Chicago School of Glass Art

Chicago's Glass Art Studio


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Every Project Always Comes To An End

Messiah Slider Photo 2Every project always comes to an end.  Finished up the Messiah Lutheran Church job. The picture on the far left gives you a little perspective as Josh is 6’3″.  This was a long time coming, but a lot of fun.  Enjoy your windows Messiah Lutheran.


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Anniversary Weekend!

Anniversary Weekend!

Hard to believe that another year has come and gone.  In celebration of our glass art business stop by this Saturday, April 26 from 10am to 4pm for our Anniversary Weekend!  We will have live demos of Lampworking, Glaskolben, Mosaic, Stained Glass, Repair and Restoration. Sign up for one of our 4 Week Quick and Easy Classes and receive 30% off the class fee.  Are you at an Intermediate or Advanced level?  You can get 30% off the 8 week class fee too.  Stock up on glass/supplies and receive 10% off your purchase (Does not include solder).  See you there.

870 S. Arthur Ave. Arlington Heights, IL

Freeform BowlLatin School of Chicago

cropped-photo-1.jpgFreeform Bowl


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Tinning Your Tips

Probably the most neglected things for hobbyists are their tools. I would take a guess that a higher percentage don’t do regular maintenance on their tools even though it is one of the major purchases for the hobby. On a regular basis students come to me upset and can’t believe how bad the tip of their soldering iron looks, especially after they look at our irons. The conversation usually begins with, “I got this soldering iron a month ago and the tip looks horrible.” Then they reveal their irons from behind their backs and sure enough the tips are solid black.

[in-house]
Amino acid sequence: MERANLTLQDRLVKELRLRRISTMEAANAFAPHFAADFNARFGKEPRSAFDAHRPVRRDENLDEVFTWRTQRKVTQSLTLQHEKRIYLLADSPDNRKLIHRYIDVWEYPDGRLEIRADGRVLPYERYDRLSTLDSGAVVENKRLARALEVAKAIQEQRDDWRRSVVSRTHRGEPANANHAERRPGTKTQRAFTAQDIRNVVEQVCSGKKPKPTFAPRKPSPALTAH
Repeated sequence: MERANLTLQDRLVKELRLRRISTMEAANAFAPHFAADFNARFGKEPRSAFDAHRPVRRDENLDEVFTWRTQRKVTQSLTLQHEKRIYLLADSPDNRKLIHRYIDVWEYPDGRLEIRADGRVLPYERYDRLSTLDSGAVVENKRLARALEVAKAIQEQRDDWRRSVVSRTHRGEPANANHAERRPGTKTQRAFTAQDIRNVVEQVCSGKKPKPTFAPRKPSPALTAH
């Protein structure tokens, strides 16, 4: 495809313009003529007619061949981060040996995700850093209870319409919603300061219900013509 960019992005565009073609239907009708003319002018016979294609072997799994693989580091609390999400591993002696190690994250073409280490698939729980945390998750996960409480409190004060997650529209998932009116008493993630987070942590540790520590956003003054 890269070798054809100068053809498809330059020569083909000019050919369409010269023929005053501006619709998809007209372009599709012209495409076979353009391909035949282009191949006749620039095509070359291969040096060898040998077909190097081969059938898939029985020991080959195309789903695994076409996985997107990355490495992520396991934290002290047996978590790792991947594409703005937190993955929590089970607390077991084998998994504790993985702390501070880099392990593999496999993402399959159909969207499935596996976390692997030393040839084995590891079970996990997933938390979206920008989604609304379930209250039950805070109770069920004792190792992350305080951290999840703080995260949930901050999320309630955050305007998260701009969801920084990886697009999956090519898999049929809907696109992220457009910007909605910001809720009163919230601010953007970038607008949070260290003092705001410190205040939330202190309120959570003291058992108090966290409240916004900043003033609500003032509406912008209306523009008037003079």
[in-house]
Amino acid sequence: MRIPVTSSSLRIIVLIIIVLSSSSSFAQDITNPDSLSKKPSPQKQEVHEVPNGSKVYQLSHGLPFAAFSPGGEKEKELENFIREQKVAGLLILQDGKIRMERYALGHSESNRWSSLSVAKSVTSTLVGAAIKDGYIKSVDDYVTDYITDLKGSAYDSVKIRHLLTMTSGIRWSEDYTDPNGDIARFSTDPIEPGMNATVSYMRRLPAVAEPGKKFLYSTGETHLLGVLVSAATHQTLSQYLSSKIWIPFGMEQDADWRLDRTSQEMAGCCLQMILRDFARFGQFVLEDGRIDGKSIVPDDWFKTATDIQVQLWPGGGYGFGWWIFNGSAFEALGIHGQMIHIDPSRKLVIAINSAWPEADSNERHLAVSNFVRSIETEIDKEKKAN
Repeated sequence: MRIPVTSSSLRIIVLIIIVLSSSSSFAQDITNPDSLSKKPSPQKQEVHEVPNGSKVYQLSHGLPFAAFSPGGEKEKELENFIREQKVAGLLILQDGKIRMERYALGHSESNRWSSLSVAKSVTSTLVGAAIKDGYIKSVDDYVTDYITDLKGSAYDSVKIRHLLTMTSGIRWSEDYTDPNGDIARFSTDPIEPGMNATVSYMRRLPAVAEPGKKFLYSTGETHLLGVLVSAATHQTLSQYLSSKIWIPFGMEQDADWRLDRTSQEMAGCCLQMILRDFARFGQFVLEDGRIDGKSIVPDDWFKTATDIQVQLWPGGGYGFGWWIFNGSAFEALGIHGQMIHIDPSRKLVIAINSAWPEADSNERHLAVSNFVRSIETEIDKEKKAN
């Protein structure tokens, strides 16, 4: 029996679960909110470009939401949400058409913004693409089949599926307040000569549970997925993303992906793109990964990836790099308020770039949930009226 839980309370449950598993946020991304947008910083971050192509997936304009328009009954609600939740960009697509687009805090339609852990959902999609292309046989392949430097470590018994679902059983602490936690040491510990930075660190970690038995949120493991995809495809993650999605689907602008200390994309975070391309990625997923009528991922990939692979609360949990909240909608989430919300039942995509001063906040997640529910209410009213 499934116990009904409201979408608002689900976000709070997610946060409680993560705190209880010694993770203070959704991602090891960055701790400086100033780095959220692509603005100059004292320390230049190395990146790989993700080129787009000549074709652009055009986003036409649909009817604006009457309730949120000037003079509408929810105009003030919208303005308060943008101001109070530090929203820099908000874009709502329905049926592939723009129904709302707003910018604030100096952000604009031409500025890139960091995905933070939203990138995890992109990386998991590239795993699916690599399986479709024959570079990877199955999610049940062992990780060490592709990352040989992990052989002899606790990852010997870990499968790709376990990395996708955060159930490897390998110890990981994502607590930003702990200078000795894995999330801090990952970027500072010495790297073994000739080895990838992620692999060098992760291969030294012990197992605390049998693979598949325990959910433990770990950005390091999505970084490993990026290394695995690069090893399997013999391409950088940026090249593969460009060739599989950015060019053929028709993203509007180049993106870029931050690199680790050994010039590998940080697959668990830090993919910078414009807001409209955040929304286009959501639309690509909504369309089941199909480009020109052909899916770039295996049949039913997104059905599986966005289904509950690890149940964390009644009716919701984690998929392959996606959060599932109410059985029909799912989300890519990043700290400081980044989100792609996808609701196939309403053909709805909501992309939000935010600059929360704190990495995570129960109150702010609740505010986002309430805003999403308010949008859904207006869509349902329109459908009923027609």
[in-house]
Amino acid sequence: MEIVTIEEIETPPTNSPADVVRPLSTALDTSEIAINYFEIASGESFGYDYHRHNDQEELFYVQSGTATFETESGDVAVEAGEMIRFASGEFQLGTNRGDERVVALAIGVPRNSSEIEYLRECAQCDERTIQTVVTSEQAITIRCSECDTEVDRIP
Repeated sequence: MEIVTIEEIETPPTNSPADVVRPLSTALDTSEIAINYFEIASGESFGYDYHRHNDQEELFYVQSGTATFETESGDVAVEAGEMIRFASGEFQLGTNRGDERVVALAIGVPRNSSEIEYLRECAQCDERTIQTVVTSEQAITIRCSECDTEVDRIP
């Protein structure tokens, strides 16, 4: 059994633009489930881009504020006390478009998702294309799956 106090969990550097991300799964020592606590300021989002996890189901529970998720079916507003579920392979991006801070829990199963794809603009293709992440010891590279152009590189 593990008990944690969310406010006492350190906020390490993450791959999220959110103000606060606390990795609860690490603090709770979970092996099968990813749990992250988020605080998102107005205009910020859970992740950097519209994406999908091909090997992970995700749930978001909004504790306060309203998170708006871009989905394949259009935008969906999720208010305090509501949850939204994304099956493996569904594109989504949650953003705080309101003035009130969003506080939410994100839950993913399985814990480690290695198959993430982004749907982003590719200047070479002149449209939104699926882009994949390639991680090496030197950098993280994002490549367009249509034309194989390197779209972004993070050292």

Tin Your Tips!

Tin Your Tips!

So here are a couple of tips for keeping your soldering in top shape:

1. The sponge that all of you are wiping your iron on should not be soaking wet. When you take a modern soldering iron and go back and forth between hot and cooling it off on the sponge the metal in the iron tip expands and contracts and it can actually age the iron tip prematurely. We do wipe the iron on the sponge; however, the sponge is only damp and it is a quick one time swipe. Don’t fuss over that little dot of solder that is left on the end, ignore it and move on.
2. If you look in the picture to the right you will see a metal tin (Its the lid from a can of cookies. We cut one edge off with tin snips). In that tin I throw small left over solder and a very small amount of flux. Every now and then as the tip appears to get gummed up with black I heat up the iron, then take the tip and lay it in the metal tin. While the tip is in the tin I move it around and you will see an amazing thing happen. The black on the tip comes off and the tip gets a nice fine layer of solder on it making the tip all clean and looking new again.
3.  One big DON’T that we have found with today’s soldering irons is Sal Amoniac.  We never use Sal Amoniac on pre-tinned iron tips, which is what most soldering irons have today. We have found that it actually pits and removes the pre-tinned area and destroys the tip.

Most of the time when I am done soldering for the day I will do the same procedure placing the tip in the tin until it is clean. Once it is clean I turn off the soldering iron and leave it alone. The next day when I come back the tip is nice and clean and ready for another day of use. Try this and I know you will be amazed.